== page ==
9mm semi-automatics and .22 pistols (probably also semi-auto) are two of the most common types of firearms in this country. Semi-auto firearms sound scary, but they are no different than any other pistol. One pull of the trigger, one bullet is discharged. Glocks are one of the favorites of pistol shooters in general. They aren’t cheap.

“””That’s in part because there's no gun registration, no mandatory waiting period to purchase weapons. The only major restriction: a limit of one gun purchase per month.”””

Registration doesn’t work. It hasn’t worked in Detroit where there has been registration (“Safety inspection”) for 80 years.

“””But CBS News discovered there was a gun show just 25 miles from Blacksburg last weekend where 405 guns were sold. “”””

This is agenda “journalism” at its worst. What the F(udge) does that have to do with anything? CBS (BS is right) is renewing the media’s crusade against those “evil” gun shows. I’ve been to gun shows. I’ve bought at gun shows. Here’s the real facts. Anyone who buys a gun from a dealer must go through a background check, just as someone who buys at the local gun shop. There is no “gun show loophole.”

“”The magazine containing ammunition for the 9 mm handgun can carry between eight and 24 bullets, rapidly fired, and quickly reloaded.””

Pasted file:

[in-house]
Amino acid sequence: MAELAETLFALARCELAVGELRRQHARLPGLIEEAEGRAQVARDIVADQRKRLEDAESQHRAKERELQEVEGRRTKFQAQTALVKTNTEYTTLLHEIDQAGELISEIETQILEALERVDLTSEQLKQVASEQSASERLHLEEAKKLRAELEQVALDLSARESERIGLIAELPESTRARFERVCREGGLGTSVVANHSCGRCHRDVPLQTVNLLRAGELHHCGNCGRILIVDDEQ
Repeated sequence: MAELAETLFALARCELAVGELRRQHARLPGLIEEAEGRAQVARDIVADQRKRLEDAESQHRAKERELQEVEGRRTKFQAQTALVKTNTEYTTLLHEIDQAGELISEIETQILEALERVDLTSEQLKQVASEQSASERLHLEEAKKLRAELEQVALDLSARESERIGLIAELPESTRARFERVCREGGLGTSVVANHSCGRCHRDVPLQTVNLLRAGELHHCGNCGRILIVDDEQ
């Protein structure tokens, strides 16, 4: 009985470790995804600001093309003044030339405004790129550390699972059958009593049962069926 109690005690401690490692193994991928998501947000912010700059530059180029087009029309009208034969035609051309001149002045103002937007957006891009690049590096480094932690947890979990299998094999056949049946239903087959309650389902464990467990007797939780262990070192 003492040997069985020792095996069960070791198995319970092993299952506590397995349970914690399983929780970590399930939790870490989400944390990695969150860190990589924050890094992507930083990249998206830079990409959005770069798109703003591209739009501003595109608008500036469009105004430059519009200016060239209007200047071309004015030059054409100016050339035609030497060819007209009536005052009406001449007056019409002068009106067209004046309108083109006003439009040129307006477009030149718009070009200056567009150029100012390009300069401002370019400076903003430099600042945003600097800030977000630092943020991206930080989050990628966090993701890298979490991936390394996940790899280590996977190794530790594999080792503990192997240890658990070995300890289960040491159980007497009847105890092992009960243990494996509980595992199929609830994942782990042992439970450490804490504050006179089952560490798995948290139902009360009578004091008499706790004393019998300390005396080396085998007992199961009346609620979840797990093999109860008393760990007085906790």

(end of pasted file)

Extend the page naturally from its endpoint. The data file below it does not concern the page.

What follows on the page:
“Rapid Fire?” Just as any other pistol which is not class III, these “rapid fire” pistols work the same. One pull of the trigger, equals one bullet discharged for a gun. That goes for semi-automatics AND revolvers. “Rapid Fire” is another agenda term by the gun grabbers in the media.

ABC now gives us this gem as cited here. From Washington Times

“”For Brian Ross of ABC News, however, the Blacksburg massacre was an opportunity to promote irrelevant propaganda about the expiration of the so-called “assault weapons” ban:

High capacity ammo clips became widely available for sale when Congress failed to renew a law that banned assault weapons.

Web sites now advertise overnight UPS delivery of the clips, which carry up to 40 rounds for both semi-automatic rifles and handguns. …

[G]un experts say the number of shots fired indicate, at the very least, that the gunman had large quantities of ammunition.

“When you have a weapon that can shoot off 20, 30 rounds very quickly, you’re going to have a lot more injuries,” said Peter Hamm of the Brady Campaign to Prevent Gun Violence””.